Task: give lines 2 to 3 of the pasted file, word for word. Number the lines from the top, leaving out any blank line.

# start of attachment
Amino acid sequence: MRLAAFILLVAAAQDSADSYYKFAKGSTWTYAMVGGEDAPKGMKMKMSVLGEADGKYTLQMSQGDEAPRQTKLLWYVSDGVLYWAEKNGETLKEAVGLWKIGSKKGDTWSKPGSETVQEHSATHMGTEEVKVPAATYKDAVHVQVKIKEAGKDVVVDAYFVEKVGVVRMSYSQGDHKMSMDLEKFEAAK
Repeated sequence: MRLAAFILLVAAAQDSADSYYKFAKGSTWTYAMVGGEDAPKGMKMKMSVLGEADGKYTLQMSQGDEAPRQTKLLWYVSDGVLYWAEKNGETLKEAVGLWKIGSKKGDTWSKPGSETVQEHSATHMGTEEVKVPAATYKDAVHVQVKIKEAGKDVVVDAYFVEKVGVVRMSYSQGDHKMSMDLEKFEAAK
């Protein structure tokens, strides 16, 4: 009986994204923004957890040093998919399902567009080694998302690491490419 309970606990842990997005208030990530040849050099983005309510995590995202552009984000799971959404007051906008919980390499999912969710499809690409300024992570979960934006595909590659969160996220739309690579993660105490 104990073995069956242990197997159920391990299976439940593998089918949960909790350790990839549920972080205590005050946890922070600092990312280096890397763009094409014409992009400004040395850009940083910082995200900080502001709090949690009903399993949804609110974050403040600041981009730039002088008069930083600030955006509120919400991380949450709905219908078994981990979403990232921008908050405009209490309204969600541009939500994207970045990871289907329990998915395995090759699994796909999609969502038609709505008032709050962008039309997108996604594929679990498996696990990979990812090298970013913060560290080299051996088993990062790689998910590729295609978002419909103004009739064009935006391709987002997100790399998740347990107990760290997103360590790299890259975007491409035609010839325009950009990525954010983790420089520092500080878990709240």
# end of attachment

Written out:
Repeated sequence: MRLAAFILLVAAAQDSADSYYKFAKGSTWTYAMVGGEDAPKGMKMKMSVLGEADGKYTLQMSQGDEAPRQTKLLWYVSDGVLYWAEKNGETLKEAVGLWKIGSKKGDTWSKPGSETVQEHSATHMGTEEVKVPAATYKDAVHVQVKIKEAGKDVVVDAYFVEKVGVVRMSYSQGDHKMSMDLEKFEAAK
């Protein structure tokens, strides 16, 4: 009986994204923004957890040093998919399902567009080694998302690491490419 309970606990842990997005208030990530040849050099983005309510995590995202552009984000799971959404007051906008919980390499999912969710499809690409300024992570979960934006595909590659969160996220739309690579993660105490 104990073995069956242990197997159920391990299976439940593998089918949960909790350790990839549920972080205590005050946890922070600092990312280096890397763009094409014409992009400004040395850009940083910082995200900080502001709090949690009903399993949804609110974050403040600041981009730039002088008069930083600030955006509120919400991380949450709905219908078994981990979403990232921008908050405009209490309204969600541009939500994207970045990871289907329990998915395995090759699994796909999609969502038609709505008032709050962008039309997108996604594929679990498996696990990979990812090298970013913060560290080299051996088993990062790689998910590729295609978002419909103004009739064009935006391709987002997100790399998740347990107990760290997103360590790299890259975007491409035609010839325009950009990525954010983790420089520092500080878990709240």